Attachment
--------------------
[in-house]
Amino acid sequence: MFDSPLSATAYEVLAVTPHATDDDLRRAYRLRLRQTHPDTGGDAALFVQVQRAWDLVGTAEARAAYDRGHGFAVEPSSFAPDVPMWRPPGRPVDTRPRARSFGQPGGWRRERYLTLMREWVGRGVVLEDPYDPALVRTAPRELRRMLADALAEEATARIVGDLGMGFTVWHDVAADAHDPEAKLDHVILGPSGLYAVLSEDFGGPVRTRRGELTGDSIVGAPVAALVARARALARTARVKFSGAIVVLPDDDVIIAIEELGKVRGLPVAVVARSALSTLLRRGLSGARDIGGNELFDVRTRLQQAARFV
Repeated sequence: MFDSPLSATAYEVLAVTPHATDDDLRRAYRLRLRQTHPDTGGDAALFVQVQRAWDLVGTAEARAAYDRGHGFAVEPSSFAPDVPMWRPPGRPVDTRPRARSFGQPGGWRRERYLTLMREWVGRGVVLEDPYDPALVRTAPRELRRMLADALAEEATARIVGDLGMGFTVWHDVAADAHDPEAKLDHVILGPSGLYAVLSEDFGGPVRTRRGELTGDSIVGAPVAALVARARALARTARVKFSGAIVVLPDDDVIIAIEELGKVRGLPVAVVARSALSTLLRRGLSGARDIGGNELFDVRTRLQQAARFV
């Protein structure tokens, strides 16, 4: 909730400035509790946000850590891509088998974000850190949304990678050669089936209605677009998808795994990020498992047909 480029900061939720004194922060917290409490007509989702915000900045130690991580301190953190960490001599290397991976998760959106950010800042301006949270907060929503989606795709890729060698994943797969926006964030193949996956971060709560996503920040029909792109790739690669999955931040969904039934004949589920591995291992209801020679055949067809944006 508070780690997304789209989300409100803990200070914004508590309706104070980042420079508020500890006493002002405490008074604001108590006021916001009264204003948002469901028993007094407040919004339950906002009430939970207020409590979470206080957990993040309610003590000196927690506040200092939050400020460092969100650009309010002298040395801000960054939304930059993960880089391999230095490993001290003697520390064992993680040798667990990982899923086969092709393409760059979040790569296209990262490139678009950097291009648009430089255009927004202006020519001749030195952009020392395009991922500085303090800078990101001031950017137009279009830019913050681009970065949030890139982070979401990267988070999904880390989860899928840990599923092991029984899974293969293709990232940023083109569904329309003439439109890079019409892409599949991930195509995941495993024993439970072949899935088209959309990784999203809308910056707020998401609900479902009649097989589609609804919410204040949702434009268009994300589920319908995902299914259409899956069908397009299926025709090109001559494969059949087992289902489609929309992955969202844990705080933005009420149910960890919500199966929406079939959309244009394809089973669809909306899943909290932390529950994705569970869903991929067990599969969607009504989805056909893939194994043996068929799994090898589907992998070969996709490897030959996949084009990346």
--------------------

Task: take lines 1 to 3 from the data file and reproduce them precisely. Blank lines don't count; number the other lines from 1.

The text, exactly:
[in-house]
Amino acid sequence: MFDSPLSATAYEVLAVTPHATDDDLRRAYRLRLRQTHPDTGGDAALFVQVQRAWDLVGTAEARAAYDRGHGFAVEPSSFAPDVPMWRPPGRPVDTRPRARSFGQPGGWRRERYLTLMREWVGRGVVLEDPYDPALVRTAPRELRRMLADALAEEATARIVGDLGMGFTVWHDVAADAHDPEAKLDHVILGPSGLYAVLSEDFGGPVRTRRGELTGDSIVGAPVAALVARARALARTARVKFSGAIVVLPDDDVIIAIEELGKVRGLPVAVVARSALSTLLRRGLSGARDIGGNELFDVRTRLQQAARFV
Repeated sequence: MFDSPLSATAYEVLAVTPHATDDDLRRAYRLRLRQTHPDTGGDAALFVQVQRAWDLVGTAEARAAYDRGHGFAVEPSSFAPDVPMWRPPGRPVDTRPRARSFGQPGGWRRERYLTLMREWVGRGVVLEDPYDPALVRTAPRELRRMLADALAEEATARIVGDLGMGFTVWHDVAADAHDPEAKLDHVILGPSGLYAVLSEDFGGPVRTRRGELTGDSIVGAPVAALVARARALARTARVKFSGAIVVLPDDDVIIAIEELGKVRGLPVAVVARSALSTLLRRGLSGARDIGGNELFDVRTRLQQAARFV